"it is measured by how likely and how often you are able to do that one thing"
Ok. Lets take "winning" as that one "thing".
By this logic (correct me if I am wrong) any underdog fighter. Or any fighter who wins at a less % than the opponent he is fighting....if he were to beat that guy who is "more likely...often wins" that means he is lucky?
I mean going by your words that would be the case. If a 7-7 fighter beats a 12-2 fighter it is automatically luck because he wins less often.
You knew what I meant and you are just arguing semantics here. Everyone is familiar with the term "styles makes fights" in this sport and that's because it's true.
The luck I was referring to in this sport is measured by how likely Fighter A is to pull off that one method of victory in said fight.
In a purely hypothetical situation, let's say Dan Henderson fought GSP (lets say they were in the same weight class) and Hendo comes out and KO's GSP in the first round like Serra did. I wouldn't consider that a lucky shot like Serras for a number of reasons I said in my last post. Dan being notorious for his brutal over hand right, Serra having no KO's on his record etc.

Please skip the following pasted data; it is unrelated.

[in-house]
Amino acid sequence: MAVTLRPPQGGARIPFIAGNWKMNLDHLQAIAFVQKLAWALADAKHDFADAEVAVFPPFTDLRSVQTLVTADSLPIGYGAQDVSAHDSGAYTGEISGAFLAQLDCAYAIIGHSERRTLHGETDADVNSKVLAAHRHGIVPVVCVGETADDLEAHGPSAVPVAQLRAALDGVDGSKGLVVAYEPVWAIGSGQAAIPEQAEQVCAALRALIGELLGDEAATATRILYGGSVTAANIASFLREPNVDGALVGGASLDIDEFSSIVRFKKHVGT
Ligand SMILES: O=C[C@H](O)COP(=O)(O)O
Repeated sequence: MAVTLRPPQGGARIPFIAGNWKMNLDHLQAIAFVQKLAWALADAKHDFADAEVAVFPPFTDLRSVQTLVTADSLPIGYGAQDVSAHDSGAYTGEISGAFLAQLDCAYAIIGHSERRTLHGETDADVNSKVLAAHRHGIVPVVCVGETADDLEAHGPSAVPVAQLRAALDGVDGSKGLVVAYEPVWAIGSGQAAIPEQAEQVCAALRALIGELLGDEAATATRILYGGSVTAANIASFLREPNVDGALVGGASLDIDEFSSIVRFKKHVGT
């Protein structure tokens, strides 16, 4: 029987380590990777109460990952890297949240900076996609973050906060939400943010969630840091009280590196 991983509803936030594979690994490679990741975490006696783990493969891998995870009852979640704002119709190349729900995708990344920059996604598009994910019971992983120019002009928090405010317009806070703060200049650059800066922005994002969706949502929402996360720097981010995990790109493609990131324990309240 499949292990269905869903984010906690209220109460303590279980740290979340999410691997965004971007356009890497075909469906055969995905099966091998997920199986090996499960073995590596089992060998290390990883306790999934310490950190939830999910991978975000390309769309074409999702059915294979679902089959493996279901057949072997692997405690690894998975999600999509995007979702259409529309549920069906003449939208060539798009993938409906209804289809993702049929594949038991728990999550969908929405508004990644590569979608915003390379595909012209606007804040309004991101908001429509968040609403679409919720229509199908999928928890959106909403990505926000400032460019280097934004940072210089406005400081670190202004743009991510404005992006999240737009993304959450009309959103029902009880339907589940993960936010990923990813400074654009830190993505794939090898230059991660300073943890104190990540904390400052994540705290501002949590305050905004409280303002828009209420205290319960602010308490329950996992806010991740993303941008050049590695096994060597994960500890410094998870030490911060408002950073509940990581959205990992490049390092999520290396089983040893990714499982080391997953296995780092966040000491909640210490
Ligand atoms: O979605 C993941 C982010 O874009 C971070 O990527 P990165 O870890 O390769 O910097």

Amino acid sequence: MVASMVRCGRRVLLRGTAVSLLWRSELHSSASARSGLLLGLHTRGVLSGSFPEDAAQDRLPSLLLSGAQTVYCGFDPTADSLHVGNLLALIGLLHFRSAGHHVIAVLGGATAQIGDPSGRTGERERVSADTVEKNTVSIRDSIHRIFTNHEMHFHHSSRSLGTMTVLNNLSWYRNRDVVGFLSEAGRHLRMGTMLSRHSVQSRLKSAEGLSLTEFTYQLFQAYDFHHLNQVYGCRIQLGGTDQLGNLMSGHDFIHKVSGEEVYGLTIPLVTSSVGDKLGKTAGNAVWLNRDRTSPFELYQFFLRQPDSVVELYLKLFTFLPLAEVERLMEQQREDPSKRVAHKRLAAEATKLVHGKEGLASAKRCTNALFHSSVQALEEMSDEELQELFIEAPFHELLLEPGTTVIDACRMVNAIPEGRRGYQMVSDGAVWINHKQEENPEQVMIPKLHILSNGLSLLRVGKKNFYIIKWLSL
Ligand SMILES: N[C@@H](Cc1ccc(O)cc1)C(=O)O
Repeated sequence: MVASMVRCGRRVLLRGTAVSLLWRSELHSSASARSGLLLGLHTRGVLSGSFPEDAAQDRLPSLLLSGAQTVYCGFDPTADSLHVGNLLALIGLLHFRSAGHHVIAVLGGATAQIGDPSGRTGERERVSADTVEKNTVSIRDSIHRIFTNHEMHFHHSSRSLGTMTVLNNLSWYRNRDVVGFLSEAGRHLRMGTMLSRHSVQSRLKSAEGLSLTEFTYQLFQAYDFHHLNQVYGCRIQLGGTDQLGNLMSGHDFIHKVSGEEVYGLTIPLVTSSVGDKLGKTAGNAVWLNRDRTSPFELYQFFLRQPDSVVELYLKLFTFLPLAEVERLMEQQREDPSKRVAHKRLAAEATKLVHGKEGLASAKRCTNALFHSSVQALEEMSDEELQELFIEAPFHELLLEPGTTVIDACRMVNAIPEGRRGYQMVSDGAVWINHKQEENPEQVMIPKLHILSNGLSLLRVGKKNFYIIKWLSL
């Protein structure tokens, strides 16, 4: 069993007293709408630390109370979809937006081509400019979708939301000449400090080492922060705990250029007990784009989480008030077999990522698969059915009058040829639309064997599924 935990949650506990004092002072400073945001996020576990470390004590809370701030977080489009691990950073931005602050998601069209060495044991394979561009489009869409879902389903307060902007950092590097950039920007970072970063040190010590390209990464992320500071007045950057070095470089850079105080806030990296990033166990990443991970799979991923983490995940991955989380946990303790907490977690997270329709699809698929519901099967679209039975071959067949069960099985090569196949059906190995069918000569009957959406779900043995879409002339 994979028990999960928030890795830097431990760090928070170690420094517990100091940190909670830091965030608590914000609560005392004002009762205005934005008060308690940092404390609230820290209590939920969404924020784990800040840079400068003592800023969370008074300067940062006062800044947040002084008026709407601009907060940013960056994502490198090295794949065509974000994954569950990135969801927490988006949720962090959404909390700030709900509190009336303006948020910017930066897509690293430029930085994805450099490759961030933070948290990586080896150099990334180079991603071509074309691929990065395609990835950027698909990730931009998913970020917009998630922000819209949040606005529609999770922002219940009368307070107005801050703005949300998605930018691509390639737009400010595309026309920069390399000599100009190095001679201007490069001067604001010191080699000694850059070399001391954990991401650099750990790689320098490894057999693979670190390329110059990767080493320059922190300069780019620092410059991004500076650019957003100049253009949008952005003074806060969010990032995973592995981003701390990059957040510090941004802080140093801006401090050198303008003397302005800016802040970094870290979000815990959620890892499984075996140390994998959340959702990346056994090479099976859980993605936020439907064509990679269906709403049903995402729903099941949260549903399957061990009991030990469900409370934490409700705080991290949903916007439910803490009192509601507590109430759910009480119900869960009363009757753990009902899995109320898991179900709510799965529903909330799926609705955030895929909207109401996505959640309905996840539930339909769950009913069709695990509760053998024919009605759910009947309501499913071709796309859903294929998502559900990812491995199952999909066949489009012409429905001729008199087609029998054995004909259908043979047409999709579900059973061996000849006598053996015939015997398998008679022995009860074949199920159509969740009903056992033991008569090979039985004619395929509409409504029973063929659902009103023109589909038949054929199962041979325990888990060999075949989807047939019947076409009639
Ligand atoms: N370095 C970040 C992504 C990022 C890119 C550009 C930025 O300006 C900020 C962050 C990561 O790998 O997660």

As for your Mir/Nog scenario, I think that was a case of one fighter purely being better on that one night. Both of those guys are extremely high level submission artists and on that night, Mir managed to seize on the submission opportunity and pulled it off. So I wouldn't class it as lucky, simply because of how good Mir is with submissions. Now if Dave Herman the other week came out and submitted Nog, I'd label it as lucky.
I preserve luck in this sport for only the most extreme situations, such as - Serra/GSP, Chonan/Anderson Silva, Paulo Thiago/Koscheck etc etc.